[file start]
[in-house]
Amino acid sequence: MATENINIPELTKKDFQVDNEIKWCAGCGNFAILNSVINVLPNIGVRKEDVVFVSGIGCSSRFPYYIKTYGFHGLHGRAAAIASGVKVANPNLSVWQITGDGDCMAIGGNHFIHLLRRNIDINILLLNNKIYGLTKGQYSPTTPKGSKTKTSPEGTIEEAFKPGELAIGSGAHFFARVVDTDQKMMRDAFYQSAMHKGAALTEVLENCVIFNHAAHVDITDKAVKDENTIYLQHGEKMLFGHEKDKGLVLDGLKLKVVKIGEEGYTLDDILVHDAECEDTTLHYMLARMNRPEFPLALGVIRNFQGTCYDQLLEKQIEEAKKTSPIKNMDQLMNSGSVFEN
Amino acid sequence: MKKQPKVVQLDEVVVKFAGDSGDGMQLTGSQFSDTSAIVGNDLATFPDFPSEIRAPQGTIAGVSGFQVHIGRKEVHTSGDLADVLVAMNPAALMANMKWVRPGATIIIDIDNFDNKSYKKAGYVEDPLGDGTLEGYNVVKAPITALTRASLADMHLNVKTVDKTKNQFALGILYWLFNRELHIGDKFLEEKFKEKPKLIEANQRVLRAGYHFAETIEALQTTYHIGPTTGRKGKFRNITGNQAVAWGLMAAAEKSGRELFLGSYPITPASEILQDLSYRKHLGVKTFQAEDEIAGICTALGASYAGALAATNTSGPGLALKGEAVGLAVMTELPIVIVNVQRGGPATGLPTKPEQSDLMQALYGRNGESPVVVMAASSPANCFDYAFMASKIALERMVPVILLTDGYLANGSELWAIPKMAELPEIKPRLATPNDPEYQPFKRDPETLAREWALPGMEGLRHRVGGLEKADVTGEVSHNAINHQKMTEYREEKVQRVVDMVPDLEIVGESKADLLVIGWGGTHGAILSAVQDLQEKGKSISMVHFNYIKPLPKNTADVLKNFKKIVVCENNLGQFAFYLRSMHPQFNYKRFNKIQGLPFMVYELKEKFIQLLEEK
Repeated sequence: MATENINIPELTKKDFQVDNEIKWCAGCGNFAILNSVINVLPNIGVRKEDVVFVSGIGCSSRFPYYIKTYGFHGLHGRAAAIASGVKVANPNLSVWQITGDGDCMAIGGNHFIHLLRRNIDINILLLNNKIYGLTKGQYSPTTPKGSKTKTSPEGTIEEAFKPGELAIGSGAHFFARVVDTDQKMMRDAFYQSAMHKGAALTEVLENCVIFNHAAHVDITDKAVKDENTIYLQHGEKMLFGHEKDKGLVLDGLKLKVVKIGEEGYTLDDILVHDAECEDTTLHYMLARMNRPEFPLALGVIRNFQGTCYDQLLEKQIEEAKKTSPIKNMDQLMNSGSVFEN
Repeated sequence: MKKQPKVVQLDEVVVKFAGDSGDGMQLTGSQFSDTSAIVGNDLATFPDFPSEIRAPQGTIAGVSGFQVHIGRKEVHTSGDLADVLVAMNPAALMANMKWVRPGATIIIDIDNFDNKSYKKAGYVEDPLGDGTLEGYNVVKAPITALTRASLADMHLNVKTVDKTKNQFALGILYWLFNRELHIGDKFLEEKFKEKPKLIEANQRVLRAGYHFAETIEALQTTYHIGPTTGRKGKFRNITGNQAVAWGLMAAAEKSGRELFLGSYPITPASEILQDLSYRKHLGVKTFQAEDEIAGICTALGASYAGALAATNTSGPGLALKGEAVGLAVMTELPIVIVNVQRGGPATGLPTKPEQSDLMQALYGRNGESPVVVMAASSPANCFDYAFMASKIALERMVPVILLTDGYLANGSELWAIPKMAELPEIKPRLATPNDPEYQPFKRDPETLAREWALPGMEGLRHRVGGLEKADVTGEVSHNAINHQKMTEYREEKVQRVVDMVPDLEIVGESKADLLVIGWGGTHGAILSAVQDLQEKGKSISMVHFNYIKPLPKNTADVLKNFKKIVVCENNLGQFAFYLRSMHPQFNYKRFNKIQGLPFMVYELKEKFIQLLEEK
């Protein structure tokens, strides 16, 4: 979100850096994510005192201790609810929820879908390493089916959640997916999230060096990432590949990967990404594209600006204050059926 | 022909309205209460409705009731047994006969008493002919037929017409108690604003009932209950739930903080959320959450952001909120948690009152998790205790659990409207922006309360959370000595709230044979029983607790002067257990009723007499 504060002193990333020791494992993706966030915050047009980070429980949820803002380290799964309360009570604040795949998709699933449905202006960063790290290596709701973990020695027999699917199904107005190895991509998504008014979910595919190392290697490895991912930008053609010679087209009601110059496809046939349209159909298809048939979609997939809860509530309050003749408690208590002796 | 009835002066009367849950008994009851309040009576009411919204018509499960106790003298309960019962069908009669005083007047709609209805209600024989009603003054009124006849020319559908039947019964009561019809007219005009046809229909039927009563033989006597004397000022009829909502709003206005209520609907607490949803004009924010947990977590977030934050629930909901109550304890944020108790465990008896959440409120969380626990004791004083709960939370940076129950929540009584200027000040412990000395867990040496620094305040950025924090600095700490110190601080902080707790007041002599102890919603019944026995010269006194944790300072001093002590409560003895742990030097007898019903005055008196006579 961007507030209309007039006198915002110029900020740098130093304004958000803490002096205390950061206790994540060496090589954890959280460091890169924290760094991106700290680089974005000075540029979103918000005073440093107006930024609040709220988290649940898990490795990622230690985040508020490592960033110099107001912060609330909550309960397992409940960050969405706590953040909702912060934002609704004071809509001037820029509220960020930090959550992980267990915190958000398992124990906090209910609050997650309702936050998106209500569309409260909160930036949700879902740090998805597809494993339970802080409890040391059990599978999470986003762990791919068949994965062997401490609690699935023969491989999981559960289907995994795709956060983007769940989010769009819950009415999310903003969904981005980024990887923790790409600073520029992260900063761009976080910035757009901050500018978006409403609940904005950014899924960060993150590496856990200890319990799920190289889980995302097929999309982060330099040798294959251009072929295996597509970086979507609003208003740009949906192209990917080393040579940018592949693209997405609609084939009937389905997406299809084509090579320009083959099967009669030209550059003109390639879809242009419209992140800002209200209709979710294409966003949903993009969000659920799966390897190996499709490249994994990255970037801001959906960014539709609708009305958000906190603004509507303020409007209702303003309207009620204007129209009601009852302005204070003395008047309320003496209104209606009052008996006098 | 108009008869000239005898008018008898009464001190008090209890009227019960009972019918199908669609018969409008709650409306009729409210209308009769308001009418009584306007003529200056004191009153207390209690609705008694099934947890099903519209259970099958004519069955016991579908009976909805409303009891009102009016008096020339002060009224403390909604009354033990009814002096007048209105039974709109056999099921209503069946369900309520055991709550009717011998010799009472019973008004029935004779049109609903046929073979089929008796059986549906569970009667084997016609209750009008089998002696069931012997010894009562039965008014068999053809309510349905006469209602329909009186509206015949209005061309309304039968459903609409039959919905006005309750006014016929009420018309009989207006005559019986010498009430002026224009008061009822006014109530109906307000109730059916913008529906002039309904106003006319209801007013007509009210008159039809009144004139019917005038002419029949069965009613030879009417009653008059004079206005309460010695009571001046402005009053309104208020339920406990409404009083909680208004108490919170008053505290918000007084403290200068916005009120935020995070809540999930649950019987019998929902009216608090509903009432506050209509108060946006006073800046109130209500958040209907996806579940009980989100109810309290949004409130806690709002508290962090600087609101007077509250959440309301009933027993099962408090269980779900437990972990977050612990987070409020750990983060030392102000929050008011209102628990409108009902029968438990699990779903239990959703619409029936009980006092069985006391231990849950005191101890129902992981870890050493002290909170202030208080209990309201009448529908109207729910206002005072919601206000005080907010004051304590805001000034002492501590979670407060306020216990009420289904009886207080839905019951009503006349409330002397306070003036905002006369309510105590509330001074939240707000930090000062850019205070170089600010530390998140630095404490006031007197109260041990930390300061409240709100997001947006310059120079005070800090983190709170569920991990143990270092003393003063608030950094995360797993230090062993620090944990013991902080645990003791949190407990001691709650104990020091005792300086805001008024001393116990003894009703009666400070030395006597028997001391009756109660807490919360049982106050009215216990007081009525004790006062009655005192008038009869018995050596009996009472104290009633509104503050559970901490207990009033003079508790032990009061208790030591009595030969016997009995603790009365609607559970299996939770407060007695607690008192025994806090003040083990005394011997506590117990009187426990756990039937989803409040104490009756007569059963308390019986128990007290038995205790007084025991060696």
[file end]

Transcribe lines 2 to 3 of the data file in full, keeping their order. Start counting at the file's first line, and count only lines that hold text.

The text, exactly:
Amino acid sequence: MATENINIPELTKKDFQVDNEIKWCAGCGNFAILNSVINVLPNIGVRKEDVVFVSGIGCSSRFPYYIKTYGFHGLHGRAAAIASGVKVANPNLSVWQITGDGDCMAIGGNHFIHLLRRNIDINILLLNNKIYGLTKGQYSPTTPKGSKTKTSPEGTIEEAFKPGELAIGSGAHFFARVVDTDQKMMRDAFYQSAMHKGAALTEVLENCVIFNHAAHVDITDKAVKDENTIYLQHGEKMLFGHEKDKGLVLDGLKLKVVKIGEEGYTLDDILVHDAECEDTTLHYMLARMNRPEFPLALGVIRNFQGTCYDQLLEKQIEEAKKTSPIKNMDQLMNSGSVFEN
Amino acid sequence: MKKQPKVVQLDEVVVKFAGDSGDGMQLTGSQFSDTSAIVGNDLATFPDFPSEIRAPQGTIAGVSGFQVHIGRKEVHTSGDLADVLVAMNPAALMANMKWVRPGATIIIDIDNFDNKSYKKAGYVEDPLGDGTLEGYNVVKAPITALTRASLADMHLNVKTVDKTKNQFALGILYWLFNRELHIGDKFLEEKFKEKPKLIEANQRVLRAGYHFAETIEALQTTYHIGPTTGRKGKFRNITGNQAVAWGLMAAAEKSGRELFLGSYPITPASEILQDLSYRKHLGVKTFQAEDEIAGICTALGASYAGALAATNTSGPGLALKGEAVGLAVMTELPIVIVNVQRGGPATGLPTKPEQSDLMQALYGRNGESPVVVMAASSPANCFDYAFMASKIALERMVPVILLTDGYLANGSELWAIPKMAELPEIKPRLATPNDPEYQPFKRDPETLAREWALPGMEGLRHRVGGLEKADVTGEVSHNAINHQKMTEYREEKVQRVVDMVPDLEIVGESKADLLVIGWGGTHGAILSAVQDLQEKGKSISMVHFNYIKPLPKNTADVLKNFKKIVVCENNLGQFAFYLRSMHPQFNYKRFNKIQGLPFMVYELKEKFIQLLEEK